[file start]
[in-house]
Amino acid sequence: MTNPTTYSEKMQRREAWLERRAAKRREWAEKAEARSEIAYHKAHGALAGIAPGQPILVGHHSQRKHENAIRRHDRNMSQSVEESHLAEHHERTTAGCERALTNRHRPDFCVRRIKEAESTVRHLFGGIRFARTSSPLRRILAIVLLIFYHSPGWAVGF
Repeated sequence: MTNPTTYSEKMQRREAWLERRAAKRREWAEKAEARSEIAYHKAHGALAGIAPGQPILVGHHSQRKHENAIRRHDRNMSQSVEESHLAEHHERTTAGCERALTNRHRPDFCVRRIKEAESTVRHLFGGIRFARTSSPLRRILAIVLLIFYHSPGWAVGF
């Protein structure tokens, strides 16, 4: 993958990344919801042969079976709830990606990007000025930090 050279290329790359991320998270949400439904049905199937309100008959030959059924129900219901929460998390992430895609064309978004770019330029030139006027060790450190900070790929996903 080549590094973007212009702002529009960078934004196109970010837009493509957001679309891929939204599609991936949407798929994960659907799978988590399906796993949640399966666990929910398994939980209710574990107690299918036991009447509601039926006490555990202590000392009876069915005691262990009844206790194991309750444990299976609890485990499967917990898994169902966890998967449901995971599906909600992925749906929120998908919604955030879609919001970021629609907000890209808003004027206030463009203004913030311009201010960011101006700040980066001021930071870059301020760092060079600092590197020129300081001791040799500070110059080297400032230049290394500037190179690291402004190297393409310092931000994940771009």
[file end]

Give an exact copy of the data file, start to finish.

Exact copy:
[in-house]
Amino acid sequence: MTNPTTYSEKMQRREAWLERRAAKRREWAEKAEARSEIAYHKAHGALAGIAPGQPILVGHHSQRKHENAIRRHDRNMSQSVEESHLAEHHERTTAGCERALTNRHRPDFCVRRIKEAESTVRHLFGGIRFARTSSPLRRILAIVLLIFYHSPGWAVGF
Repeated sequence: MTNPTTYSEKMQRREAWLERRAAKRREWAEKAEARSEIAYHKAHGALAGIAPGQPILVGHHSQRKHENAIRRHDRNMSQSVEESHLAEHHERTTAGCERALTNRHRPDFCVRRIKEAESTVRHLFGGIRFARTSSPLRRILAIVLLIFYHSPGWAVGF
């Protein structure tokens, strides 16, 4: 993958990344919801042969079976709830990606990007000025930090 050279290329790359991320998270949400439904049905199937309100008959030959059924129900219901929460998390992430895609064309978004770019330029030139006027060790450190900070790929996903 080549590094973007212009702002529009960078934004196109970010837009493509957001679309891929939204599609991936949407798929994960659907799978988590399906796993949640399966666990929910398994939980209710574990107690299918036991009447509601039926006490555990202590000392009876069915005691262990009844206790194991309750444990299976609890485990499967917990898994169902966890998967449901995971599906909600992925749906929120998908919604955030879609919001970021629609907000890209808003004027206030463009203004913030311009201010960011101006700040980066001021930071870059301020760092060079600092590197020129300081001791040799500070110059080297400032230049290394500037190179690291402004190297393409310092931000994940771009």